Central Station (Portuguese: Central do Brasil) is an Academy
Award-nominated 1998 drama film set in Brazil. It tells the story of a
young boy's friendship with a middle-aged woman. The movie was adapted by
Marcos Bernstein and João Emanuel Carneiro from a story by Walter Salles
and it was directed by Salles. The film was an international co-production
between Brazil and France.
Dora (Montenegro) is a former school teacher. Now a bitter old woman, she
works at Rio de Janeiro's Central Station, writing letters for illiterate
customers in exchange for money. She hates her customers, calling them
"trash," and often does not mail the letters she writes, just putting them
in a drawer, or even tearing them apart.
Josué is a 9-year-old boy who has never met his father. His mother is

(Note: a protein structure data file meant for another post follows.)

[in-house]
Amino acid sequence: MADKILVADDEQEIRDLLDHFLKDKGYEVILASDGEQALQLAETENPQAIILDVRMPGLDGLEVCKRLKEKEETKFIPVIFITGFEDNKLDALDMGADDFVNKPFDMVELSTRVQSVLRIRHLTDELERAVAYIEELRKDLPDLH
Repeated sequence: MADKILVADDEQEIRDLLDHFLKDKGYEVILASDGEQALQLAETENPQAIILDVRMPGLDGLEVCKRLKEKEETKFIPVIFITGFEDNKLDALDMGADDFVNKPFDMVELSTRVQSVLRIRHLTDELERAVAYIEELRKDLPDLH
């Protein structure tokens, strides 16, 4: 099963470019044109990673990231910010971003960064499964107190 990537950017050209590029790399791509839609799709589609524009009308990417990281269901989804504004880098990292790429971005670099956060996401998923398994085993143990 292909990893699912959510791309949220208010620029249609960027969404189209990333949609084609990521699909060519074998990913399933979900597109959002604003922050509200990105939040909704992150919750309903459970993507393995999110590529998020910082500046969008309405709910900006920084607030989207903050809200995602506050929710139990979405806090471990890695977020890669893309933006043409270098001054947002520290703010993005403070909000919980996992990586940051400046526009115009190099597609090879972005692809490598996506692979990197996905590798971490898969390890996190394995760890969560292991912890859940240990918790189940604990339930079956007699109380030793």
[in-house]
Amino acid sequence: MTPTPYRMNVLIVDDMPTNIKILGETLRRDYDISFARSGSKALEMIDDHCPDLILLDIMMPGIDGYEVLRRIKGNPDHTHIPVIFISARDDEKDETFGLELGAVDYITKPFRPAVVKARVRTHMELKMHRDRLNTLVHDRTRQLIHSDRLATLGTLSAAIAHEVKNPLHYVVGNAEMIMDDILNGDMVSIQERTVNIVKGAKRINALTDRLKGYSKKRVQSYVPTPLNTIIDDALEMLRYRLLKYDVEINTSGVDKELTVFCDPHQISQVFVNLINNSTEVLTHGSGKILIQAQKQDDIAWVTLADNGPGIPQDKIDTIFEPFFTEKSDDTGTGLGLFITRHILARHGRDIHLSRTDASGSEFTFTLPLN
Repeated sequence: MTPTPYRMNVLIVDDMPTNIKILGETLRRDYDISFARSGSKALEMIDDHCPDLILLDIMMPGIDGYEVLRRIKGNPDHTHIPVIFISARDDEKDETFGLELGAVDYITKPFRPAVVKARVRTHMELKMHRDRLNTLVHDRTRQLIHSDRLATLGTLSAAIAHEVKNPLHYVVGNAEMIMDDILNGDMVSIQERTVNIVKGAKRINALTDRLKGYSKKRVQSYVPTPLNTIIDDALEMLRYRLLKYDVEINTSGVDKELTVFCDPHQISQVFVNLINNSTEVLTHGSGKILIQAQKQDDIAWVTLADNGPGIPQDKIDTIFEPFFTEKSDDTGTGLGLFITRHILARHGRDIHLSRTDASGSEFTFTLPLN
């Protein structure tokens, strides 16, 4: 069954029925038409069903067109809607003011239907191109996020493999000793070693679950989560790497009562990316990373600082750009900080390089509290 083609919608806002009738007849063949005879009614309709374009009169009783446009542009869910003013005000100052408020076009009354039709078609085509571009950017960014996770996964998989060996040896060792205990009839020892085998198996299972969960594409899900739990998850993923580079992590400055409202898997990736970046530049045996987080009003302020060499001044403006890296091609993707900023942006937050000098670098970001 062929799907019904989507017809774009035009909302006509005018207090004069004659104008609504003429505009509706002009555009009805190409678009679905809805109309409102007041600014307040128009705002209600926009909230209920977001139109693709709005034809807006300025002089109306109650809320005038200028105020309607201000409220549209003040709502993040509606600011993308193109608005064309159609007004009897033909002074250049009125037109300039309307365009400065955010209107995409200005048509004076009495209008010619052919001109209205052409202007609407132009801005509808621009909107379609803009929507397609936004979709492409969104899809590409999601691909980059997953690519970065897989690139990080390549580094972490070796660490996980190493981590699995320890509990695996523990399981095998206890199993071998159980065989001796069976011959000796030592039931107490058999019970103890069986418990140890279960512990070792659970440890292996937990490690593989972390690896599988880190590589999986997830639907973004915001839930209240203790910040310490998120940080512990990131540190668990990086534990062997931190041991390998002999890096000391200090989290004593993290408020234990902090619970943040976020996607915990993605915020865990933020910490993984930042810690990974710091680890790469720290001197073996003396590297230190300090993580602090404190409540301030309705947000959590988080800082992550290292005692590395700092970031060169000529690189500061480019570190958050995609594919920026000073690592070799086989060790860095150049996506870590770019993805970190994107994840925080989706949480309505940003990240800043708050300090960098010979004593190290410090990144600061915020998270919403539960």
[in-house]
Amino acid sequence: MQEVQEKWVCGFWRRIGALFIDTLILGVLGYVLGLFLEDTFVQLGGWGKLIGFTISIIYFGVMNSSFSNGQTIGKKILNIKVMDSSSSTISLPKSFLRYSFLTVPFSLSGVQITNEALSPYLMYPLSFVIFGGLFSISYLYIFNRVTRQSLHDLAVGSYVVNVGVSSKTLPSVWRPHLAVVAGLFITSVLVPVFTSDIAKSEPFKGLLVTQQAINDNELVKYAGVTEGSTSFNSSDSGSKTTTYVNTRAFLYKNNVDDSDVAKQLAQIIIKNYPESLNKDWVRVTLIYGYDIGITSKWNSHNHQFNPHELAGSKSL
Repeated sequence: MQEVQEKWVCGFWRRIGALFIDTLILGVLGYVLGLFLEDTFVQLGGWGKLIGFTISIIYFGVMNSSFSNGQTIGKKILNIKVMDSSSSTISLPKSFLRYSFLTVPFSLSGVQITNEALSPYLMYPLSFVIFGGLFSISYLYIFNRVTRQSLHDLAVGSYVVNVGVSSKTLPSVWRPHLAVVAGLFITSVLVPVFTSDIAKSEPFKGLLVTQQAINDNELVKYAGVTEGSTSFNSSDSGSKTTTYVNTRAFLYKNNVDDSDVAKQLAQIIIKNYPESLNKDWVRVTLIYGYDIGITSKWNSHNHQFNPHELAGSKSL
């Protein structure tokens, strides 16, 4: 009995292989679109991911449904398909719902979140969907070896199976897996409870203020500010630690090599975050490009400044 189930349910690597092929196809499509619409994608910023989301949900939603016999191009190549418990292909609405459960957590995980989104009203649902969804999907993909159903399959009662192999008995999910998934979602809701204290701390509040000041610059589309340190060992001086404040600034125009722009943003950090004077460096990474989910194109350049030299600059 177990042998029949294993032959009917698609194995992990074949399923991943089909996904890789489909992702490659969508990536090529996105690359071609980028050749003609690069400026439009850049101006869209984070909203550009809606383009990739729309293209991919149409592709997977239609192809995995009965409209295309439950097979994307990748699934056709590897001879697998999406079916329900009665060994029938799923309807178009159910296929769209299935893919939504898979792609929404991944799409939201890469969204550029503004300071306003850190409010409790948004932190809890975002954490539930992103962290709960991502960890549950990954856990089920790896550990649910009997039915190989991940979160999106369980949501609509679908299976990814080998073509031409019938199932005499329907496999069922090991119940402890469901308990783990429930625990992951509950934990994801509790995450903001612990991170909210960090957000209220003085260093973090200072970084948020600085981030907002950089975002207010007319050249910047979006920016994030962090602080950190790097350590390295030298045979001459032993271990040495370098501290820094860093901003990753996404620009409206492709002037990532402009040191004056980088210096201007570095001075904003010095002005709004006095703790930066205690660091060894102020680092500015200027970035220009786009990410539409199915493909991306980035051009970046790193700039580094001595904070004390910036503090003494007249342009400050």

sending letters to his father through Dora. When she dies in a dramatic
accident at the station, Dora takes Josué on a trip to the north-east of
the country to find his father. They become great friends, despite the
great age difference between them. Later, after Josué convinces her to do
so, Dora mails the letters she has written.
About the director:
Walter Moreira Salles Jr. (born April 12, 1956, Rio de Janeiro) is a
Brazilian filmmaker and film producer of international prominence. In
2003, Salles was voted one of the 40 Best Directors in the World by The
Guardian. His biggest international success has been Diarios de
Motocicleta (2004; English title: The Motorcycle Diaries), about the life
of young Ernesto Guevara, who later became known as Che Guevara. It was
Salles's first foray as director of a film in a language other than his
native Portuguese (Spanish, in this case) and quickly became a box-office
hit in Latin America and Europe.
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